I’m probably veering into dangerous territory here, by making a classic Middle Eastern dish that has so many “correct” versions. If you’ve got opinions, then great, leave a comment! I’m always happy to work towards perfection. But when it comes to tabbouleh, what is pretty clear is that this should be first and foremost a parley salad, and on that point, I’m not keen to be persuaded otherwise. How you make it…well, this is where it’s all up to you.

tabbouleh

Now, I say that this should be a parsley salad, but all too often you find this tends to be served up as a large cous cous dish with some parley strewn through it. Wrong. It’s all about parsley, with a few goodies thrown in there for flavour and texture. And it’s not cous cous that you use, but bulgar wheat.

My approach starts with the “low effort” route, beginning with the dressing. This involves little more than olive oil, lemon juice, seasoning and a little chopped tomato and red onion, which is left with a few spoons of uncooked bulgar wheat. Easy to do the night before, so you can leave it in the fridge to sit overnight. This is the easy bit.

The other part of making tabbouleh is something that can be tedious – picking all those leaves off some bunches of parsley. It might take some time, but it is the perfect job for when you’re listening to a radio play and are not in a hurry. However, if you’re the sort of person that doesn’t like to wait, then you could just chop the parsley as is, stalks and all, and just tell your guests “this is the traditional way to make it“. However, I prefer to pick the leaves off in the patient way, and them leave them pretty much whole in the salad as I like the shape they give the salad. You can, of course, chop up the leaves if you like. Then, when you’re ready to serve, dress the parsley with the sauce (if you’re making ahead of time, wait until the last moment before mixing everything).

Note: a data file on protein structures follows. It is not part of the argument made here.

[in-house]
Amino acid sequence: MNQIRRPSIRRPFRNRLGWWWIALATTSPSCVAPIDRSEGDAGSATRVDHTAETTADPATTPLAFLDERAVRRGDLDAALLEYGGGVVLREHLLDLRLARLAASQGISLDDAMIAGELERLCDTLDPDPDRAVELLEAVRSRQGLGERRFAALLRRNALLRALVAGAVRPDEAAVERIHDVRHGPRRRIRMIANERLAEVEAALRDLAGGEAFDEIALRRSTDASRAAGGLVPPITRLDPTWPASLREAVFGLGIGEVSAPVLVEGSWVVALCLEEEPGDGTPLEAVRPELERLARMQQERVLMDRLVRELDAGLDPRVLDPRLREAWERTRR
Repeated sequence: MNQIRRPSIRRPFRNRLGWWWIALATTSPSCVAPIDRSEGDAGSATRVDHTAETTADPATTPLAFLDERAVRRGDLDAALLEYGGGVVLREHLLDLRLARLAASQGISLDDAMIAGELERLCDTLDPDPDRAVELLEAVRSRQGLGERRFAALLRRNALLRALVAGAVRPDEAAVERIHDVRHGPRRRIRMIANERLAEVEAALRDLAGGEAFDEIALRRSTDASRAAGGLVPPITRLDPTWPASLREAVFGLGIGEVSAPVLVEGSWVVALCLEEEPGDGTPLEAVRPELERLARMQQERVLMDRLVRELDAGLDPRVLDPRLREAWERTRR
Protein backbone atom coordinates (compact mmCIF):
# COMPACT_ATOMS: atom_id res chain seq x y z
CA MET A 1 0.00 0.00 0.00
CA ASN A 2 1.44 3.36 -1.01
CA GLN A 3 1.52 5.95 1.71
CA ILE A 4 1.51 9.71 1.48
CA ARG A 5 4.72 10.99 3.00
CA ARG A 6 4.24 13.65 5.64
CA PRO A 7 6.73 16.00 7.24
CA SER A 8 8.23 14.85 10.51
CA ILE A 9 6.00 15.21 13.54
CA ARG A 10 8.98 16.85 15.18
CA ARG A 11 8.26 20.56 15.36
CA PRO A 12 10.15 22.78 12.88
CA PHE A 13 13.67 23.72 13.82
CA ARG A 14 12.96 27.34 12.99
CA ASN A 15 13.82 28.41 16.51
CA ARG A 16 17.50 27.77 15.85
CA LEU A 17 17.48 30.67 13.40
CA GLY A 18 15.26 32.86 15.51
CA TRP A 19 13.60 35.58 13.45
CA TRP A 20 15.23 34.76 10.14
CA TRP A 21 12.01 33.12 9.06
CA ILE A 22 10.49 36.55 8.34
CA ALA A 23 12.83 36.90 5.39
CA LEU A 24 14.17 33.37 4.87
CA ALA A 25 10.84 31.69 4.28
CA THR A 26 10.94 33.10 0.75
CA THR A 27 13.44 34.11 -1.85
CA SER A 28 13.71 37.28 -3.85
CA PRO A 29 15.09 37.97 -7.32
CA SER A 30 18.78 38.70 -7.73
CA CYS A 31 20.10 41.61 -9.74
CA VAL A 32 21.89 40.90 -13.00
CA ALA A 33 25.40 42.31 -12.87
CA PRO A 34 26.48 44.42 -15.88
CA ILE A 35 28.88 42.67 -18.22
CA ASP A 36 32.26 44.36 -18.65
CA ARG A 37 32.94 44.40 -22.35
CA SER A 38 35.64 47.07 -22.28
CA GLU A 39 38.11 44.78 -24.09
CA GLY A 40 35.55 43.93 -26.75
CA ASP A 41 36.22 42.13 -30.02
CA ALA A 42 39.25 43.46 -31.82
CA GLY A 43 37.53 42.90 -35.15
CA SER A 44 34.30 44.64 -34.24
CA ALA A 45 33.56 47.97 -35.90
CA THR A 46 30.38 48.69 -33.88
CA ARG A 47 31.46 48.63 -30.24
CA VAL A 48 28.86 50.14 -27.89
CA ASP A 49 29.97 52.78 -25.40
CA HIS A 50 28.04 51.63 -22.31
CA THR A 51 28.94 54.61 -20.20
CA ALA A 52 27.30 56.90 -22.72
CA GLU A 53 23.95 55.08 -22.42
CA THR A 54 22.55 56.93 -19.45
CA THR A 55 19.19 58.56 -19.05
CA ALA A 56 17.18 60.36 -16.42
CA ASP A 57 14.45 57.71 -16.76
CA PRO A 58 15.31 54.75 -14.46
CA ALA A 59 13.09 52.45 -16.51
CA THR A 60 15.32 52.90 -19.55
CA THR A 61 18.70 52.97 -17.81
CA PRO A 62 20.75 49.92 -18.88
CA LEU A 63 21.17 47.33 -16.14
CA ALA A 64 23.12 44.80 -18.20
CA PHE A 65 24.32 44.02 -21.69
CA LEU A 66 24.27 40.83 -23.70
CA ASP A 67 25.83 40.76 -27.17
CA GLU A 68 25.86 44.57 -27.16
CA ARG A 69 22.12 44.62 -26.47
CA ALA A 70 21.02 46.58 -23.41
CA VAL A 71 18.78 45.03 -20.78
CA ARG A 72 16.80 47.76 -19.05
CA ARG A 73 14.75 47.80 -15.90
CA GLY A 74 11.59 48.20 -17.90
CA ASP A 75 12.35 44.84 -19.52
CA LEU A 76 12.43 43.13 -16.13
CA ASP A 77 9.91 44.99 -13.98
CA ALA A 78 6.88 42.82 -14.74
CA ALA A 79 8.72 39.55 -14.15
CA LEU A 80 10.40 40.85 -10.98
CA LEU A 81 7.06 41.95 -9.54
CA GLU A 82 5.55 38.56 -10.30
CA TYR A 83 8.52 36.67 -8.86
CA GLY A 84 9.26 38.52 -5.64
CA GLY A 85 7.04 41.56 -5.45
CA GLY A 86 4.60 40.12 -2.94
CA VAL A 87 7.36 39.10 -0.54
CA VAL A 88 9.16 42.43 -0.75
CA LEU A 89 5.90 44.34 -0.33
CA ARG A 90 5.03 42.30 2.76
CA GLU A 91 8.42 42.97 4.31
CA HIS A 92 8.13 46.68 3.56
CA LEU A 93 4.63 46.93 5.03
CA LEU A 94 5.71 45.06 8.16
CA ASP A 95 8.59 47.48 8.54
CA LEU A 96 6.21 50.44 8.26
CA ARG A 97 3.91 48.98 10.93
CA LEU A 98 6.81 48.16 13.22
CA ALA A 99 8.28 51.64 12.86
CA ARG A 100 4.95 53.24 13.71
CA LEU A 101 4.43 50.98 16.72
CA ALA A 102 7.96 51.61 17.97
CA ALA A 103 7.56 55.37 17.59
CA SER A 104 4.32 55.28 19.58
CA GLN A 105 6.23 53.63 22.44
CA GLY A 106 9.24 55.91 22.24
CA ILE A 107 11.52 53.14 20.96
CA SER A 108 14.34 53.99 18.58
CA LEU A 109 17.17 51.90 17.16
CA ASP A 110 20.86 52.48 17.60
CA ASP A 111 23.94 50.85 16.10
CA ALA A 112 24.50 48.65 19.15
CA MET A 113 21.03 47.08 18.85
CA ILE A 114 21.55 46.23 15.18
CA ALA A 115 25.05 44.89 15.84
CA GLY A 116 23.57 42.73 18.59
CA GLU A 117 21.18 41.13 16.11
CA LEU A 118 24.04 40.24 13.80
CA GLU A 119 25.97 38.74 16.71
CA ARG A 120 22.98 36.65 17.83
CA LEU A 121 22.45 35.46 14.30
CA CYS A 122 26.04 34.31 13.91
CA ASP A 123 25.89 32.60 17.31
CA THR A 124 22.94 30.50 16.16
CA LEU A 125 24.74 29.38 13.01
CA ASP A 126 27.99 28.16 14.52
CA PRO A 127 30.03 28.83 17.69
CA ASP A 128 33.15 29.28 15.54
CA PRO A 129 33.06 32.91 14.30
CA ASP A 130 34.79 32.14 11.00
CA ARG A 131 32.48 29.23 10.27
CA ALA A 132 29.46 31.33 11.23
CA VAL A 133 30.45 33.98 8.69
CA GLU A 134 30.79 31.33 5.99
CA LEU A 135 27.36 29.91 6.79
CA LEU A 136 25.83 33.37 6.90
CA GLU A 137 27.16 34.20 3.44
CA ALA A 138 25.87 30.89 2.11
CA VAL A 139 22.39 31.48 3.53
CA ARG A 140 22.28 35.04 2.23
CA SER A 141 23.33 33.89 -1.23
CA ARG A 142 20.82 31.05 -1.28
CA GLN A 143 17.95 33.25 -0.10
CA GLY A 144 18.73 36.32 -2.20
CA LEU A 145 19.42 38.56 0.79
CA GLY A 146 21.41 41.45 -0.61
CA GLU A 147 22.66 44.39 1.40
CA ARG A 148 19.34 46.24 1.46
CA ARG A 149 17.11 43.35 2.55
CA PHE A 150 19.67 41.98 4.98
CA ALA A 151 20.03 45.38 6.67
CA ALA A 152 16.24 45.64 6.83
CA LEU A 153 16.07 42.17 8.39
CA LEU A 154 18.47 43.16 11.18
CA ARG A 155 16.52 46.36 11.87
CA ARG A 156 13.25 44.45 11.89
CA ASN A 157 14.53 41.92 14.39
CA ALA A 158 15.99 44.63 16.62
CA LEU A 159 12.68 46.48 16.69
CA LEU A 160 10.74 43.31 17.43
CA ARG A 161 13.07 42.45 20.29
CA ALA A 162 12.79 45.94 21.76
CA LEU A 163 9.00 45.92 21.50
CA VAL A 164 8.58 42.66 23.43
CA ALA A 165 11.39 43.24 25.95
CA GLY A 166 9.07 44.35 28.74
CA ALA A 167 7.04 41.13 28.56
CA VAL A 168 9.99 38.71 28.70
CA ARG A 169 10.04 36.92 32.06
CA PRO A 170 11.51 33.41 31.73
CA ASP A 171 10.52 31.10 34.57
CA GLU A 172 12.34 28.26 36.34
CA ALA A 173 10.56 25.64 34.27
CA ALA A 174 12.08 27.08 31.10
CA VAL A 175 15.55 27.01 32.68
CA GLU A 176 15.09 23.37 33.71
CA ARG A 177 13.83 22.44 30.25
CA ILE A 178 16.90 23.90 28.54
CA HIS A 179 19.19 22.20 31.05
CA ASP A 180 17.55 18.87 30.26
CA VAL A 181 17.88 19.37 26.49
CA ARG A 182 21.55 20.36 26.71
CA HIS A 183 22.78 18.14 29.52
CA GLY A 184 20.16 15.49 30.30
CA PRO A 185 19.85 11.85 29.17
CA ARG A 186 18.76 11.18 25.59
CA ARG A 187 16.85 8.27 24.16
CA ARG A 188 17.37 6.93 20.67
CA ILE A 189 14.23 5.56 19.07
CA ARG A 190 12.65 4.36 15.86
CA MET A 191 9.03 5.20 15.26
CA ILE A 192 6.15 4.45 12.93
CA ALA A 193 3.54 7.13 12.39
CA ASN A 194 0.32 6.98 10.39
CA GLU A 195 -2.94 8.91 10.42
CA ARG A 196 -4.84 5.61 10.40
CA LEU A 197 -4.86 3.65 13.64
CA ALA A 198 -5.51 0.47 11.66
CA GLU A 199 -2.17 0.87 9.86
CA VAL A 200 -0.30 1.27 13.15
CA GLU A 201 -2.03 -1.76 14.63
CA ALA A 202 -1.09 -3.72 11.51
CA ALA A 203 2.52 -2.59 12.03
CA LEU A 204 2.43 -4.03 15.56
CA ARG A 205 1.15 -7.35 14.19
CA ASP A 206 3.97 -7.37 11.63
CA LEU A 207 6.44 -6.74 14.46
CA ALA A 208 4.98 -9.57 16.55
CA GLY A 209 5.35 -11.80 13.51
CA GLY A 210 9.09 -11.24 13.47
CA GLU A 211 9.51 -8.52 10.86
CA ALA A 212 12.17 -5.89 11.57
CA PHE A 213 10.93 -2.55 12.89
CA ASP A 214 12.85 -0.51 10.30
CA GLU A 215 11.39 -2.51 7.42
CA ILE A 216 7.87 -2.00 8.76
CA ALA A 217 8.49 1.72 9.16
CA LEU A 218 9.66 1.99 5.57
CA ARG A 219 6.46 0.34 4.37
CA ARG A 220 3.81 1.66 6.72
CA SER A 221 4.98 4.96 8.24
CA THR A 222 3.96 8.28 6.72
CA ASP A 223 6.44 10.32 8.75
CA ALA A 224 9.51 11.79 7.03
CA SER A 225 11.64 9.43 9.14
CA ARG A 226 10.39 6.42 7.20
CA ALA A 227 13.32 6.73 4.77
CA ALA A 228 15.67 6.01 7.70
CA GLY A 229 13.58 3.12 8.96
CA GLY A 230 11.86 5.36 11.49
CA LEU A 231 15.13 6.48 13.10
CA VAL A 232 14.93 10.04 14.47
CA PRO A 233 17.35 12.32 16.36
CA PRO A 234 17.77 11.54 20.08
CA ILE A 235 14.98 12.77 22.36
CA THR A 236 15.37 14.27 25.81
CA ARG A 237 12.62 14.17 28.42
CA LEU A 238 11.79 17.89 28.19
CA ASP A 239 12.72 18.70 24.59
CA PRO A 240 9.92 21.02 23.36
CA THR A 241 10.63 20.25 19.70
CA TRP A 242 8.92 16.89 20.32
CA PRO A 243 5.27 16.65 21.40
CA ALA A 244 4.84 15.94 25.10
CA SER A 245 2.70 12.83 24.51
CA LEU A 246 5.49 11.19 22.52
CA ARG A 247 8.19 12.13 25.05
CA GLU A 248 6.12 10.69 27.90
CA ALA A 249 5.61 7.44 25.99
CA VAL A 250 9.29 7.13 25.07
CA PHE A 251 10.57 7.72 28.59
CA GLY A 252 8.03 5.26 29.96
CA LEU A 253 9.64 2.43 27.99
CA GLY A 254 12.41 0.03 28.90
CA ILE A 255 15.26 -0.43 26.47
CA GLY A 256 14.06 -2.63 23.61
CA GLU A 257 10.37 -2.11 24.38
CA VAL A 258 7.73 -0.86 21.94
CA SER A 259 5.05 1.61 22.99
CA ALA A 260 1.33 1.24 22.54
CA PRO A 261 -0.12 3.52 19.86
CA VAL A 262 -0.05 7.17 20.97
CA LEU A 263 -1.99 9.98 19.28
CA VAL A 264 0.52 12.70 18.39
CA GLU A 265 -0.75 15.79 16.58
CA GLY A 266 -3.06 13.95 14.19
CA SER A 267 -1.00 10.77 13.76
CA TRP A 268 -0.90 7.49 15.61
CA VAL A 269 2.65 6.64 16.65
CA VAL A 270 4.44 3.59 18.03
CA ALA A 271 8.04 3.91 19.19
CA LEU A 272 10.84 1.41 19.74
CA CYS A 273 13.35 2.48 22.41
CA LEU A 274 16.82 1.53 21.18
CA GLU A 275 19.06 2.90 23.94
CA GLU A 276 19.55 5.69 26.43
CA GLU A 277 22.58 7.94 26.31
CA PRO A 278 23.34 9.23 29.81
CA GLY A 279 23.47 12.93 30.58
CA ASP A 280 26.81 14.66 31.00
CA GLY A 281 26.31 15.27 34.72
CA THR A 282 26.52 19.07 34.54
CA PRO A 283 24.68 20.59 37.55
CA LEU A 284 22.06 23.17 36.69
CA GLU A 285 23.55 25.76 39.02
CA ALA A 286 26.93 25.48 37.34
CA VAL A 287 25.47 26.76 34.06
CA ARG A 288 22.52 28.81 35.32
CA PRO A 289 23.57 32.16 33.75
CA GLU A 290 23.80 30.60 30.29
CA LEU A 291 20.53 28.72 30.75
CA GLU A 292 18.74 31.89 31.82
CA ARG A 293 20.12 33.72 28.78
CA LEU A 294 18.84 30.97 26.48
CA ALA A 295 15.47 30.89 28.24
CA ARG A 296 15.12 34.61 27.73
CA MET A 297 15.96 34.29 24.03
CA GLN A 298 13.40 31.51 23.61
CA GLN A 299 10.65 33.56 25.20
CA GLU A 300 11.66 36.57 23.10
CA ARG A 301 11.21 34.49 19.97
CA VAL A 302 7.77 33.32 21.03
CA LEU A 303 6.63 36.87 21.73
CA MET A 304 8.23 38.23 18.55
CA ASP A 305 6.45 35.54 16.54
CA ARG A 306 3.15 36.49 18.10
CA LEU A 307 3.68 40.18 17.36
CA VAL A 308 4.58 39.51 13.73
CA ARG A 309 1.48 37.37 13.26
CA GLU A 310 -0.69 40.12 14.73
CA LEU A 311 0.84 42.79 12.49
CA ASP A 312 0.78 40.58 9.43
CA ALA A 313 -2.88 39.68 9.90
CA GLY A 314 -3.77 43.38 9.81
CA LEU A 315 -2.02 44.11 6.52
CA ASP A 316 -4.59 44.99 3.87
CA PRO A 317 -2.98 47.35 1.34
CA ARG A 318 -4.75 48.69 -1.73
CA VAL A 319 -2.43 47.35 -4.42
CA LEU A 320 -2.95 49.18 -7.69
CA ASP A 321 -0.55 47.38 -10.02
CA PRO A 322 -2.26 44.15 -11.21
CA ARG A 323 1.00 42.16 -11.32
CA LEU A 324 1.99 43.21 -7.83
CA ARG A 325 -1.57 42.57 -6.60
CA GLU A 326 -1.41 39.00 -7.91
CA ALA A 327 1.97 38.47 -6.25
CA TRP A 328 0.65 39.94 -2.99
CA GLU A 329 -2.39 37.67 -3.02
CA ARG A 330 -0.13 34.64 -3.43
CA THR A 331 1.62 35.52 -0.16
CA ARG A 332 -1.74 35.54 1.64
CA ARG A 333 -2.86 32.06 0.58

If you make this, it sort of goes without saying that you need to really like parsley. Done in this way, tabbouleh makes an excellent side dish – add some grilled halloumi, some hummus, toasted pitta and some sliced tomatoes, and you’ve got a (fairly) quick and delicious light lunch for a summer’s day.

To make tabbouleh (a side dish for 4):

• 2 large tablespoons bulgar wheat
• 1 lemon, juice only
• 2 tablespoons olive oil
• 2 tomatoes, de-seeded and finely chopped
• 1/2 red onion, finely chopped
• salt
• freshly ground black pepper

• 2 bunches of flat leaf parsley
• 8 mint leaves, shredded

1. Soak the bulgar wheat in cold water for 15 minutes. Drain.

2. Mix the bulgar wheat, olive oil, lemon, tomatoes and red onion in a bowl. Add salt and black pepper to taste. Leave to sit for at least an hour or overnight, until the bulgar what is soft and the dressing a little thicker.

3. Prepare the parsley – remove the leaves from the stalks. Chop roughly if you want a finer texture (use a big, sharp knife, and try to keep the parsley fairly dry – I prefer to keep the leaves whole). Add the dressing and shredded mint, toss and transfer to a serving dish.